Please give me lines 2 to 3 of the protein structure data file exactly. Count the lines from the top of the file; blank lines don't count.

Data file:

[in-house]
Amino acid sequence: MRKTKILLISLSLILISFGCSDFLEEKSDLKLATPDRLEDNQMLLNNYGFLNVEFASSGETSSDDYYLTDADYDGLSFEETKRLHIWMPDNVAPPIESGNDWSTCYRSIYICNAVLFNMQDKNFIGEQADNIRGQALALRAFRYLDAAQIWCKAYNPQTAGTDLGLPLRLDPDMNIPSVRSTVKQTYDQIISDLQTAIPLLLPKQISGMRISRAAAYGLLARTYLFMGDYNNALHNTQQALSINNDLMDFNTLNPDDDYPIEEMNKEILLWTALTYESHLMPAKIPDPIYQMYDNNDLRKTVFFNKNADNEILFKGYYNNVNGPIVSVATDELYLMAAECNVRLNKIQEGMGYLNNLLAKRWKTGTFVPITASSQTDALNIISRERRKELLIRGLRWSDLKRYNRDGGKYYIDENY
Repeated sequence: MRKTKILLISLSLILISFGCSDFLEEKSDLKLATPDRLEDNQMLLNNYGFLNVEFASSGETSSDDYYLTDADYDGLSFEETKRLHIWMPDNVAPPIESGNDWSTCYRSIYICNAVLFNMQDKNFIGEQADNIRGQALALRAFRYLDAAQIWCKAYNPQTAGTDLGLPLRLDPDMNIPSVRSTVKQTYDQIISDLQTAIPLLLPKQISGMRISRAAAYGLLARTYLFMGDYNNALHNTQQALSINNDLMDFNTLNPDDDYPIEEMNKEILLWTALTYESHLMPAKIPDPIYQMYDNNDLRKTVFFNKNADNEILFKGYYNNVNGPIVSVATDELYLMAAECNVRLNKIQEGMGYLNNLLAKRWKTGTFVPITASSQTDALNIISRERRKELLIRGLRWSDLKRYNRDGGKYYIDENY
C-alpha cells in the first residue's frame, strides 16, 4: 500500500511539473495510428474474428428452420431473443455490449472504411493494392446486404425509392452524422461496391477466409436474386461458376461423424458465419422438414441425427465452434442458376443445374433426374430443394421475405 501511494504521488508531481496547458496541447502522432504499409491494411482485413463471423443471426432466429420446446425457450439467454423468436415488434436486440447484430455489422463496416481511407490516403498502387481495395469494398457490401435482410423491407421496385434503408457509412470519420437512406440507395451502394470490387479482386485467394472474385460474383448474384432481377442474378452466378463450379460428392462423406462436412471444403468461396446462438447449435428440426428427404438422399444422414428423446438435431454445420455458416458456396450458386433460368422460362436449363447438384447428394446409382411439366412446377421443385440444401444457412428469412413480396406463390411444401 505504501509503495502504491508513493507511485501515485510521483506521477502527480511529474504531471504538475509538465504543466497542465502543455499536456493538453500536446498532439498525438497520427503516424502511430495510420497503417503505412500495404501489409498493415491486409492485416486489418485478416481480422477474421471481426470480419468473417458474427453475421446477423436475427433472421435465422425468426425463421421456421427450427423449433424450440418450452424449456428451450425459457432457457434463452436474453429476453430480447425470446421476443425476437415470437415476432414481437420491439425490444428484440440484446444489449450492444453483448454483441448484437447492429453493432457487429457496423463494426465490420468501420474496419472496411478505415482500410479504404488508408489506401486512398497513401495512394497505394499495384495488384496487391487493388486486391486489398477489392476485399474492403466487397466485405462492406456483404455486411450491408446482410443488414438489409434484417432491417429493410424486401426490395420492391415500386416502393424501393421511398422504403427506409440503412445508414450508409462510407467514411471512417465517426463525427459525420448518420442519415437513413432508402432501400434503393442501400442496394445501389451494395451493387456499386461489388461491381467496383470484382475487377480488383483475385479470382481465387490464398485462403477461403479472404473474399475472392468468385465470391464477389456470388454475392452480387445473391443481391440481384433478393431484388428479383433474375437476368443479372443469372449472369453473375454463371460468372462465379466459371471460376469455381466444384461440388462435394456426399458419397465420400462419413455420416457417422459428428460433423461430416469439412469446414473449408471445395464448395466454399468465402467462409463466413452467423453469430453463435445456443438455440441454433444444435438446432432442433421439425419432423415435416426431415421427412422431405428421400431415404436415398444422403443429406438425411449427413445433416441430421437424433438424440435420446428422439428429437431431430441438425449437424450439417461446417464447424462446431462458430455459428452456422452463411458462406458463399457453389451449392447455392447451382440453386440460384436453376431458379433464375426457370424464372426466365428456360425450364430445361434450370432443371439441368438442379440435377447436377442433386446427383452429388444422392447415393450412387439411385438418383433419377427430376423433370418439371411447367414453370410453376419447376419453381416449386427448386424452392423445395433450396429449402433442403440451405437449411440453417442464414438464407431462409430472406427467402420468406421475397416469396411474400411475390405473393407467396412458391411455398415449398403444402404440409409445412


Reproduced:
Amino acid sequence: MRKTKILLISLSLILISFGCSDFLEEKSDLKLATPDRLEDNQMLLNNYGFLNVEFASSGETSSDDYYLTDADYDGLSFEETKRLHIWMPDNVAPPIESGNDWSTCYRSIYICNAVLFNMQDKNFIGEQADNIRGQALALRAFRYLDAAQIWCKAYNPQTAGTDLGLPLRLDPDMNIPSVRSTVKQTYDQIISDLQTAIPLLLPKQISGMRISRAAAYGLLARTYLFMGDYNNALHNTQQALSINNDLMDFNTLNPDDDYPIEEMNKEILLWTALTYESHLMPAKIPDPIYQMYDNNDLRKTVFFNKNADNEILFKGYYNNVNGPIVSVATDELYLMAAECNVRLNKIQEGMGYLNNLLAKRWKTGTFVPITASSQTDALNIISRERRKELLIRGLRWSDLKRYNRDGGKYYIDENY
Repeated sequence: MRKTKILLISLSLILISFGCSDFLEEKSDLKLATPDRLEDNQMLLNNYGFLNVEFASSGETSSDDYYLTDADYDGLSFEETKRLHIWMPDNVAPPIESGNDWSTCYRSIYICNAVLFNMQDKNFIGEQADNIRGQALALRAFRYLDAAQIWCKAYNPQTAGTDLGLPLRLDPDMNIPSVRSTVKQTYDQIISDLQTAIPLLLPKQISGMRISRAAAYGLLARTYLFMGDYNNALHNTQQALSINNDLMDFNTLNPDDDYPIEEMNKEILLWTALTYESHLMPAKIPDPIYQMYDNNDLRKTVFFNKNADNEILFKGYYNNVNGPIVSVATDELYLMAAECNVRLNKIQEGMGYLNNLLAKRWKTGTFVPITASSQTDALNIISRERRKELLIRGLRWSDLKRYNRDGGKYYIDENY